Tuesday, February 21, 2017

Trump's spelling problem

Sent to the Los Angeles Times, Sept. 21, 2017

Re: "Spelling's not for eveyrone, Mr. Precedent," Feb. 20, 2017
There is a deeper pathology underlying the spelling mistakes made by Trump and members of his staff. Our studies have shown that much of our spelling competence comes from reading: Not all dedicated readers are perfect spellers, but it is clear that more reading results in better spelling. 
The spelling errors documented by Allan Fallow confirm that Trump is not a reader (Reports of Trump's lack of reading habit have been reported in The New Republic, Washington Post, New York Times, and The New Yorker), and, perhaps more seriously, it seems that neither his staff nor members of the US Department of Education read much.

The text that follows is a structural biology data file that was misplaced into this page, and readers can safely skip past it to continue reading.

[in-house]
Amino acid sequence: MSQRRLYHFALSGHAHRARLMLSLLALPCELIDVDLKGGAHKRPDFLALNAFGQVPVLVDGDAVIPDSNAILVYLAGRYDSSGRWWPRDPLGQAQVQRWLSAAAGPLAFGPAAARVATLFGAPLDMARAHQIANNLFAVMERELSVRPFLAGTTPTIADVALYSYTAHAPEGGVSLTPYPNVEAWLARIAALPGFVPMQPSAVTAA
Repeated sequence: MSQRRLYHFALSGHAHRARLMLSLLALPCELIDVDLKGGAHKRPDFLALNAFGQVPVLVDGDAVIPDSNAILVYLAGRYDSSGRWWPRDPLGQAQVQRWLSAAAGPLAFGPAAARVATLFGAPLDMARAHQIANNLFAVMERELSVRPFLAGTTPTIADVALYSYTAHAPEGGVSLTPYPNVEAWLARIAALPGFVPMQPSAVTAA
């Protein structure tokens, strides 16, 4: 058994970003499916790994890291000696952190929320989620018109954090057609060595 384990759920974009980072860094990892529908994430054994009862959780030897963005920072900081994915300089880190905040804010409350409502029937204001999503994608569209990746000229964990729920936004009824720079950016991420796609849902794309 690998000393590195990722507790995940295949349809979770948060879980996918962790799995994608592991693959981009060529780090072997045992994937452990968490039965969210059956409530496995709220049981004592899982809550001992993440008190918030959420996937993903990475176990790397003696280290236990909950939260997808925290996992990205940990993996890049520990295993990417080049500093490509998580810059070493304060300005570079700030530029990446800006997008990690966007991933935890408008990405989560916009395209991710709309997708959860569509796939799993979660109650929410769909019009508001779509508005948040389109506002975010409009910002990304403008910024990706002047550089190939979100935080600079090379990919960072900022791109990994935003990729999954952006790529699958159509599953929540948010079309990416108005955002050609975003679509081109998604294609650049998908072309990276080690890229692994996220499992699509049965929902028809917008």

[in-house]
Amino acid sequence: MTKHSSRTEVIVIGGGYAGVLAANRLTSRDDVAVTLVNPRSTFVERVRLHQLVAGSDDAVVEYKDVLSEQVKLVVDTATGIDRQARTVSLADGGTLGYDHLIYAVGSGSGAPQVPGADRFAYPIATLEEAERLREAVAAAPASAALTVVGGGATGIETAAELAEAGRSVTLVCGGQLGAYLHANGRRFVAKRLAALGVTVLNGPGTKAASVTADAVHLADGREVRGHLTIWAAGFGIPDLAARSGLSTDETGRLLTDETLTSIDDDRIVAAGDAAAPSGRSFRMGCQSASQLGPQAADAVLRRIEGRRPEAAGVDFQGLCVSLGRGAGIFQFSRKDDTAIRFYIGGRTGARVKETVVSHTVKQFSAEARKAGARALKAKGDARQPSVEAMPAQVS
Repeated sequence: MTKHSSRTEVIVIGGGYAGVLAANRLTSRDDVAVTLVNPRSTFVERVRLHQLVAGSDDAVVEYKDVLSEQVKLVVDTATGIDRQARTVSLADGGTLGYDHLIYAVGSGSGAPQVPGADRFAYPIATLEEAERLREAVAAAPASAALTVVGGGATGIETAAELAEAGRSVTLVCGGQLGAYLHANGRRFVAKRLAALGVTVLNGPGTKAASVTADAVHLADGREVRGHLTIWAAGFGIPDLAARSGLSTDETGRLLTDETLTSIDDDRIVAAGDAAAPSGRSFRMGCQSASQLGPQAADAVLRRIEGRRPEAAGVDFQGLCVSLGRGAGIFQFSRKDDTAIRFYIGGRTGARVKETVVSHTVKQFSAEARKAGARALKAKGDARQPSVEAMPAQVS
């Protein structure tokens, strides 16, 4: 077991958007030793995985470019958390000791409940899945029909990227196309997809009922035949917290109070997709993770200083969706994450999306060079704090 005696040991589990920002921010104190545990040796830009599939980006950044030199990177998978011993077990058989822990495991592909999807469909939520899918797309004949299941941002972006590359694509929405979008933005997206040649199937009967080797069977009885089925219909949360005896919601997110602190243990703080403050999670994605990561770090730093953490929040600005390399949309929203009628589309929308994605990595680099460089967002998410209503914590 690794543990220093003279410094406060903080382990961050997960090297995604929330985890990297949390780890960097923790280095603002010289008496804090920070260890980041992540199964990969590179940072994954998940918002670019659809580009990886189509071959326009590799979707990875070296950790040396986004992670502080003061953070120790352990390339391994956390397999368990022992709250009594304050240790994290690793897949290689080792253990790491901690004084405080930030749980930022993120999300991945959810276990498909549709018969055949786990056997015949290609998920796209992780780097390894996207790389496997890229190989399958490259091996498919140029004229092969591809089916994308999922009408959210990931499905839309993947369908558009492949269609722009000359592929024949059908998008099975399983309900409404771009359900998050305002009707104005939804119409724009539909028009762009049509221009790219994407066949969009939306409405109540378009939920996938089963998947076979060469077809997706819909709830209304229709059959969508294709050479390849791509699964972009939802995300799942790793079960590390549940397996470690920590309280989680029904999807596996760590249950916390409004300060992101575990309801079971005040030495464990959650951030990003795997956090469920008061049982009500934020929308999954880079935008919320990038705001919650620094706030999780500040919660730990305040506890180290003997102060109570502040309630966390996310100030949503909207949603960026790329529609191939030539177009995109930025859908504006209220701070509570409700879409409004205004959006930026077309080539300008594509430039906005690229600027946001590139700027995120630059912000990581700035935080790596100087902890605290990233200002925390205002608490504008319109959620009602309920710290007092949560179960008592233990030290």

Studies show that reading is not only the major source of our ability to write and spell accurately, it is also a major source of our knowledge of history, science, and even practical knowledge.  This helps explain why we see more than spelling errors coming from the Trump administration.

Stephen Krashen
Professor Emeritus
University of Southern California

Some sources
Krashen, S. 1989. We acquire vocabulary and spelling by reading: Additional evidence for the input hypothesis. Modern Language Journal 73: 440-464.
Krashen, S. and White, H. 1991. Is spelling acquired or learned? A re-analysis of Rice (1897) and Cornman (1902). ITL: Review of Applied Linguistics 91-92: 1-48.
Krashen, S. 2004. The Power of Reading. Libraries Unlimited (second edition)

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